It was bound to happen sooner or later, but it looks like all the heated conversation we’ve seen over user privacy in mobile apps has now finally boiled over into a class action lawsuit, filed this week in the Western Division of the U.S. District Court, Austin Division.
A list of 13 plaintiffs, acting “on behalf of themselves and all others similarly situated,” have filed a suit against a series of high-profile companies that make some of the most popular mobile apps around today. The list names 18 companies in all: Path, Twitter, Apple, Facebook, Beluga, Yelp!, Burbn, Instagram, Foursquare, Gowalla, Foodspotting, Hipster, LinkedIn, Rovio, ZeptoLab, Chillingo, Electronic Arts and Kik Interactive. Coincidentally, the suit was filed on Monday, the same day that Yahoo filed a patent infringement suit against Facebook.
And it looks like the lawyers representing the plaintiffs — the Austin firms of Edwards Law, Carl F. Schwenker, and the Jordan Law Firm — appear to have filed this week in an attempt at maximum effect: the suit was made public right in the middle of the SXSW interactive event that brings upwards of 20,000 tech types to the city, including those from the companies named in the suit, and of course exactly the kind of people who use these apps regularly.
Some of the defendant list seems to be intentionally doubling up actions: for example, Gowalla is now owned by Facebook; and Burbn is the developer behind Instagram.
The suit’s intention is summed up in a quote that kicks off the 152-page complaint: “Don’t take things that aren’t yours,” from Robert Fulghum’s All I Really Need To Know I Learned In Kindergarten. It goes on to describe “surreptitious” gathering of information about users of mobile apps made by these companies, and the need to prevent this from continuing to happen.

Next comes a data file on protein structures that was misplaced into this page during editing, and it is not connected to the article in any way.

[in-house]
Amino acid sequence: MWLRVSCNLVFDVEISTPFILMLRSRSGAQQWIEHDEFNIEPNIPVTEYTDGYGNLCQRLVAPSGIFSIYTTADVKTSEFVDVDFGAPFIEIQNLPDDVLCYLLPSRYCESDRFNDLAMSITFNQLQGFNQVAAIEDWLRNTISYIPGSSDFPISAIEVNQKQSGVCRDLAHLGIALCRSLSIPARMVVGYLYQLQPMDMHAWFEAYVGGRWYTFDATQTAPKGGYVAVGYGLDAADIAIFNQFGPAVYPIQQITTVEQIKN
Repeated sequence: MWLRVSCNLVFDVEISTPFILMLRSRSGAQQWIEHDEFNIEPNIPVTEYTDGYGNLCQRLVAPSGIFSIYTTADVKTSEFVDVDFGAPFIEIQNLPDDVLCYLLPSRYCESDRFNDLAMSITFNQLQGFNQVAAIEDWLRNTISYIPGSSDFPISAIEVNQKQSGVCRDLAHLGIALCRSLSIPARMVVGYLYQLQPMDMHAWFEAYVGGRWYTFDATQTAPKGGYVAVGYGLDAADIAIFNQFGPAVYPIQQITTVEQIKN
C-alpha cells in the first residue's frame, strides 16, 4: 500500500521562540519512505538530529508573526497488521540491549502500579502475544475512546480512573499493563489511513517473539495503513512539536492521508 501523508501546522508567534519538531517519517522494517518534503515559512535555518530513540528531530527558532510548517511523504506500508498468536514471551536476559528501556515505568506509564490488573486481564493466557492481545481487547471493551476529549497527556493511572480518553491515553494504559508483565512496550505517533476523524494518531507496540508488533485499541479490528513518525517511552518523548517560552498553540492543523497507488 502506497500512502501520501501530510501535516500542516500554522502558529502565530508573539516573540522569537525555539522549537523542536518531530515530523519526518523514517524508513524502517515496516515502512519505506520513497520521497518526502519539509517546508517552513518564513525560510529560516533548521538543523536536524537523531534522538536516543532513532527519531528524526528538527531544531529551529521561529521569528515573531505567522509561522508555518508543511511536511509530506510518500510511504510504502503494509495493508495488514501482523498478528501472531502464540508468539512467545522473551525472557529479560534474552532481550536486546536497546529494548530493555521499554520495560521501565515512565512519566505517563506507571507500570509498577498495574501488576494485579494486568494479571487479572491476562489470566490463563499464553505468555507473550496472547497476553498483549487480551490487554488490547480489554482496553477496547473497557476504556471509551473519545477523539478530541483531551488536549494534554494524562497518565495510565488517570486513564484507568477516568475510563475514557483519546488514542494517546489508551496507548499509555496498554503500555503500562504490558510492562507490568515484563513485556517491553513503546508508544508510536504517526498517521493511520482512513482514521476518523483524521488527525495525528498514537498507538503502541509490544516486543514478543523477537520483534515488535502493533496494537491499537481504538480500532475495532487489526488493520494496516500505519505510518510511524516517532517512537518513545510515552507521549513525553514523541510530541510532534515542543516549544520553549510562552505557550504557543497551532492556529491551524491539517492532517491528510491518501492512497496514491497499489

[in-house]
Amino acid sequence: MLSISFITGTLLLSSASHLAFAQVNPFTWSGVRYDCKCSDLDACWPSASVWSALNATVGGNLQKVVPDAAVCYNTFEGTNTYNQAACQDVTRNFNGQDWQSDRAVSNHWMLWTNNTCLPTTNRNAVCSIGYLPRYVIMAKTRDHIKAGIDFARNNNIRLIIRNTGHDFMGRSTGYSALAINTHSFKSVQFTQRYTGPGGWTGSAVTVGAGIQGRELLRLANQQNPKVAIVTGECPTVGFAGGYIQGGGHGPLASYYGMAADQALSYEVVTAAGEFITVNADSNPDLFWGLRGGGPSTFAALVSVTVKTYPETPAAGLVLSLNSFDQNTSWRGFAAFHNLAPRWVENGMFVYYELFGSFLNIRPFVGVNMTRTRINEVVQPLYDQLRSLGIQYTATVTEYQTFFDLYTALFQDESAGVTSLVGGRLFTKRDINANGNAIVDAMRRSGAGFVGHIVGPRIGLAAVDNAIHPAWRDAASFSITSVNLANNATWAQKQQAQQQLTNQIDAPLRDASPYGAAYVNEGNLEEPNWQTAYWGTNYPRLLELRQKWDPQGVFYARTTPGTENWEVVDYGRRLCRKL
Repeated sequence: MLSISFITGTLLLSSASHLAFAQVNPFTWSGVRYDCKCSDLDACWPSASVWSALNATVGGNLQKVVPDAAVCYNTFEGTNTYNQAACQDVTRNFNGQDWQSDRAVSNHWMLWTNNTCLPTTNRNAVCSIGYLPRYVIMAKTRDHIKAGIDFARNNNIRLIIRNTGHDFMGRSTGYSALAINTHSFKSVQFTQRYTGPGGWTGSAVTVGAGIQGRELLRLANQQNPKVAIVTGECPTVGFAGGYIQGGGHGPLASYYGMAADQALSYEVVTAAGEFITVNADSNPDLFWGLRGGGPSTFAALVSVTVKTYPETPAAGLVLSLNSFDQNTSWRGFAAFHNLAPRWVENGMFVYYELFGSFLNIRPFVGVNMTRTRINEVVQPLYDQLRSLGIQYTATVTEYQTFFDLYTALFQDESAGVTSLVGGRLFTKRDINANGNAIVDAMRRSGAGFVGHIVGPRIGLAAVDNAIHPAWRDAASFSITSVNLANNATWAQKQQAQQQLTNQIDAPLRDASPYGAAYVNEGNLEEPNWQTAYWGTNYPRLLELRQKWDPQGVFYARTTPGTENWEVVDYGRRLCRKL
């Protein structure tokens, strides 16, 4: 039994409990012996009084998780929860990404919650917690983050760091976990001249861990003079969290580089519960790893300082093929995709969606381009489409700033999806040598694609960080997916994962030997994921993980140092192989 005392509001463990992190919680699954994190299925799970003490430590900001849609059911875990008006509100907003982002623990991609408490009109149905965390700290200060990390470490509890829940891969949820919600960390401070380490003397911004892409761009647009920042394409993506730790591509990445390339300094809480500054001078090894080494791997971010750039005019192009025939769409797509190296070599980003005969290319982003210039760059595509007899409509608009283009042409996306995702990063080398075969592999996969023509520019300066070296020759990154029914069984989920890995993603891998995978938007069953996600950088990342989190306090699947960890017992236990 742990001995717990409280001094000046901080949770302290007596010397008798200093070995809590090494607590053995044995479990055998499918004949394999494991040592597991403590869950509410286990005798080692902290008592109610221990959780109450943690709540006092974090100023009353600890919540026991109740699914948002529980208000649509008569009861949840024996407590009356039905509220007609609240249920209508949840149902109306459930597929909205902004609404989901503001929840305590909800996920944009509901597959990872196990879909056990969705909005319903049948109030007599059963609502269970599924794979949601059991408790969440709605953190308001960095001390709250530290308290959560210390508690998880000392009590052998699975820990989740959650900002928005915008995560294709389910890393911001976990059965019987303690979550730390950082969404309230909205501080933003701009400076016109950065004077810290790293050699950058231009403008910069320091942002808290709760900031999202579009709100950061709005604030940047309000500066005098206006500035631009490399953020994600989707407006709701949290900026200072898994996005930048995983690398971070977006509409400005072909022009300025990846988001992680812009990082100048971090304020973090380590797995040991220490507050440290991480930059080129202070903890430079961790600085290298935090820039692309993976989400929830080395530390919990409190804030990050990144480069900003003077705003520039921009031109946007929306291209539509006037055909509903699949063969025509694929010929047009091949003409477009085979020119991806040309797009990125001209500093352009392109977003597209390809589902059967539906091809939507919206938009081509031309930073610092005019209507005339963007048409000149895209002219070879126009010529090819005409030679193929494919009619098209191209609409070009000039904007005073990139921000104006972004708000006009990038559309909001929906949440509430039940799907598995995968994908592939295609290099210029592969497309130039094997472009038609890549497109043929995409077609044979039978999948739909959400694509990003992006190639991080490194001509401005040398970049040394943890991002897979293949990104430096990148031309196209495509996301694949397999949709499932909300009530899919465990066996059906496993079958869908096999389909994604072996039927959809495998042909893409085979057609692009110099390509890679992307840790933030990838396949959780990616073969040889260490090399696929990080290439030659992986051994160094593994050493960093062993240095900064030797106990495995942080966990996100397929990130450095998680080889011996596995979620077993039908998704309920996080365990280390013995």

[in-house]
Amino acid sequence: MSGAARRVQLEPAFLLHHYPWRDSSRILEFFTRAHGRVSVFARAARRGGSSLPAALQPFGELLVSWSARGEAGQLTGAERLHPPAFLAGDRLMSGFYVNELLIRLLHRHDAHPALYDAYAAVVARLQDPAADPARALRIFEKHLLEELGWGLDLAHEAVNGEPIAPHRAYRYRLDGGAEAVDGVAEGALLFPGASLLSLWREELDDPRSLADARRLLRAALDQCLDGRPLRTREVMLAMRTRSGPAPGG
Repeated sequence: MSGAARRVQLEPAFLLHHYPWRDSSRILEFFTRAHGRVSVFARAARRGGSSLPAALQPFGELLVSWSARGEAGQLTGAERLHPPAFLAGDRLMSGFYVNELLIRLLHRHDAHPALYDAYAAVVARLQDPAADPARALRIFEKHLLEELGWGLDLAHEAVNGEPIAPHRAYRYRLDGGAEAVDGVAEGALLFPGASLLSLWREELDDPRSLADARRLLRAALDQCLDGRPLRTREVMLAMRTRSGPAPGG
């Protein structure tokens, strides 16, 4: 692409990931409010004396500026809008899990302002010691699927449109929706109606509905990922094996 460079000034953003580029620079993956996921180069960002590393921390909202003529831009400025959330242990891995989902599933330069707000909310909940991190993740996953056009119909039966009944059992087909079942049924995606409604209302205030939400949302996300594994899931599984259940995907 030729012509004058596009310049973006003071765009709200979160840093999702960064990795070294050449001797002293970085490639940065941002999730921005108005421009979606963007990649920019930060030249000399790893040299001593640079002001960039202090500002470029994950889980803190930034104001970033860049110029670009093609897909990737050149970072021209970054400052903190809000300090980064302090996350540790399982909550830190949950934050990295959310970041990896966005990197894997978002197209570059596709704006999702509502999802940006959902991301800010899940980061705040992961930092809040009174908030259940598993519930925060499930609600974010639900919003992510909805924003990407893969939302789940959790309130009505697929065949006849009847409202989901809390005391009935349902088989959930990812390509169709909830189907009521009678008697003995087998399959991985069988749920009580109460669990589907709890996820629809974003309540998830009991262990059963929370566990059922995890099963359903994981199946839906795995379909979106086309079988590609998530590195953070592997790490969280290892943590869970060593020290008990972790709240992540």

Apple, meanwhile, is named because it facilitated the passage of this information from users to apps. Although Amazon and its Appstore and Google are also described in the text of the suit, they are not named as defendants at this point.
To be clear, there have not yet been any proven cases of how this data is actually getting used for anything other than what the apps have been designed to do: whether it is to link up users with their friends in the case of social features; or give a users’ location in the case of location-based apps. Some believe that it could be used for commercial purposes not intended by the user of the app in question.
There have already been some cases of the app makers, such as Path, apologizing for the problems people have found with the aspect of their app that shares data, and trying to explain better how and why it works the way that it does.
But if the defendants are found to have acted wrongly, the payouts could be big:
The named plaintiffs — most of whom reside in Austin — do not specify an exact amount of damages but if this suit progresses and actually goes to court, and if more pile into it, could run into very high sums: the lawyers name a list of basic damages around privacy violations and out-of-pocket expenses, but also statutory damages that run into the tens of thousands of dollars for each individual violation; $1,000 for theft of address book data; and treble damages for intentional wrongdoing.
We are contacting the defendants for their response.
Here’s the full suit filed on March 12: